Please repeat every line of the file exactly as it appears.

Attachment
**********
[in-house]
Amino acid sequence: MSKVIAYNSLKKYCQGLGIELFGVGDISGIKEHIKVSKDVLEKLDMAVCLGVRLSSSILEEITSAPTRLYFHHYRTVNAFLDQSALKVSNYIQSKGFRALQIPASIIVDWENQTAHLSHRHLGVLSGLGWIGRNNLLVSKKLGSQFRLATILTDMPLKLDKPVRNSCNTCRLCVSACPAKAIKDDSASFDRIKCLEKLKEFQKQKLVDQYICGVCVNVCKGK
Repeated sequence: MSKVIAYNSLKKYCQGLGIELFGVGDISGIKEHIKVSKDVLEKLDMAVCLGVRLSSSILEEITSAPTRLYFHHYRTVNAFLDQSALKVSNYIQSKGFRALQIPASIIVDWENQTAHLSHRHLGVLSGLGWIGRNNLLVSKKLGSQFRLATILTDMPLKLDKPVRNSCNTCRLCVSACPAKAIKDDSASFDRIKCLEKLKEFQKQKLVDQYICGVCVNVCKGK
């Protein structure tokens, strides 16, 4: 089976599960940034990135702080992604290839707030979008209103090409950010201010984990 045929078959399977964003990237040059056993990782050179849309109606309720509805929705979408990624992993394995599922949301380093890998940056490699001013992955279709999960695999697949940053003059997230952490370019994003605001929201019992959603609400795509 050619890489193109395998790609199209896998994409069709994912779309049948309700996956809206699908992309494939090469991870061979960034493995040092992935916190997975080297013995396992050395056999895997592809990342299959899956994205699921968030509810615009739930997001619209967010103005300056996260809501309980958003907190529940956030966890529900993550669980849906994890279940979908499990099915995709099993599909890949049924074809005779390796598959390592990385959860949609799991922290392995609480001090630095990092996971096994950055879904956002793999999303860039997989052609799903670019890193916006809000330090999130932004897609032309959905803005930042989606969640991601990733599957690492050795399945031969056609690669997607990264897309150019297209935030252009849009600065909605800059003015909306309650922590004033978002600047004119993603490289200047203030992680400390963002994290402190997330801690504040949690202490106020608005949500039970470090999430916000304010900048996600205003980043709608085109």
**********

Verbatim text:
[in-house]
Amino acid sequence: MSKVIAYNSLKKYCQGLGIELFGVGDISGIKEHIKVSKDVLEKLDMAVCLGVRLSSSILEEITSAPTRLYFHHYRTVNAFLDQSALKVSNYIQSKGFRALQIPASIIVDWENQTAHLSHRHLGVLSGLGWIGRNNLLVSKKLGSQFRLATILTDMPLKLDKPVRNSCNTCRLCVSACPAKAIKDDSASFDRIKCLEKLKEFQKQKLVDQYICGVCVNVCKGK
Repeated sequence: MSKVIAYNSLKKYCQGLGIELFGVGDISGIKEHIKVSKDVLEKLDMAVCLGVRLSSSILEEITSAPTRLYFHHYRTVNAFLDQSALKVSNYIQSKGFRALQIPASIIVDWENQTAHLSHRHLGVLSGLGWIGRNNLLVSKKLGSQFRLATILTDMPLKLDKPVRNSCNTCRLCVSACPAKAIKDDSASFDRIKCLEKLKEFQKQKLVDQYICGVCVNVCKGK
């Protein structure tokens, strides 16, 4: 089976599960940034990135702080992604290839707030979008209103090409950010201010984990 045929078959399977964003990237040059056993990782050179849309109606309720509805929705979408990624992993394995599922949301380093890998940056490699001013992955279709999960695999697949940053003059997230952490370019994003605001929201019992959603609400795509 050619890489193109395998790609199209896998994409069709994912779309049948309700996956809206699908992309494939090469991870061979960034493995040092992935916190997975080297013995396992050395056999895997592809990342299959899956994205699921968030509810615009739930997001619209967010103005300056996260809501309980958003907190529940956030966890529900993550669980849906994890279940979908499990099915995709099993599909890949049924074809005779390796598959390592990385959860949609799991922290392995609480001090630095990092996971096994950055879904956002793999999303860039997989052609799903670019890193916006809000330090999130932004897609032309959905803005930042989606969640991601990733599957690492050795399945031969056609690669997607990264897309150019297209935030252009849009600065909605800059003015909306309650922590004033978002600047004119993603490289200047203030992680400390963002994290402190997330801690504040949690202490106020608005949500039970470090999430916000304010900048996600205003980043709608085109």